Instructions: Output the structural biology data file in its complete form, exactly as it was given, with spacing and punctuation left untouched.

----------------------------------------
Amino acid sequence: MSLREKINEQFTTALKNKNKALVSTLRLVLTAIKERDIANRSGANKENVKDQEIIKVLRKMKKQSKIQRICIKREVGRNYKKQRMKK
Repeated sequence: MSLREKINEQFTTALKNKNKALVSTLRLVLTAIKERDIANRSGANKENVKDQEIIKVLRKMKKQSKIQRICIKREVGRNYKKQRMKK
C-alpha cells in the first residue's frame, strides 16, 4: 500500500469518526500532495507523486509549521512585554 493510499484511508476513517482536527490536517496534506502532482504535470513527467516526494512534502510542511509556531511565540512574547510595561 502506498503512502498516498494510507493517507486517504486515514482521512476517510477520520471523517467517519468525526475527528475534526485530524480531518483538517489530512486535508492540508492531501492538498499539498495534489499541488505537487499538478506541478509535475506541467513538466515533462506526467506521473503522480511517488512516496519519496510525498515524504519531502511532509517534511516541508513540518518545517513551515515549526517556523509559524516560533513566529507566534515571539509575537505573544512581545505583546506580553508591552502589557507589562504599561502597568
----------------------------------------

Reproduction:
Amino acid sequence: MSLREKINEQFTTALKNKNKALVSTLRLVLTAIKERDIANRSGANKENVKDQEIIKVLRKMKKQSKIQRICIKREVGRNYKKQRMKK
Repeated sequence: MSLREKINEQFTTALKNKNKALVSTLRLVLTAIKERDIANRSGANKENVKDQEIIKVLRKMKKQSKIQRICIKREVGRNYKKQRMKK
C-alpha cells in the first residue's frame, strides 16, 4: 500500500469518526500532495507523486509549521512585554 493510499484511508476513517482536527490536517496534506502532482504535470513527467516526494512534502510542511509556531511565540512574547510595561 502506498503512502498516498494510507493517507486517504486515514482521512476517510477520520471523517467517519468525526475527528475534526485530524480531518483538517489530512486535508492540508492531501492538498499539498495534489499541488505537487499538478506541478509535475506541467513538466515533462506526467506521473503522480511517488512516496519519496510525498515524504519531502511532509517534511516541508513540518518545517513551515515549526517556523509559524516560533513566529507566534515571539509575537505573544512581545505583546506580553508591552502589557507589562504599561502597568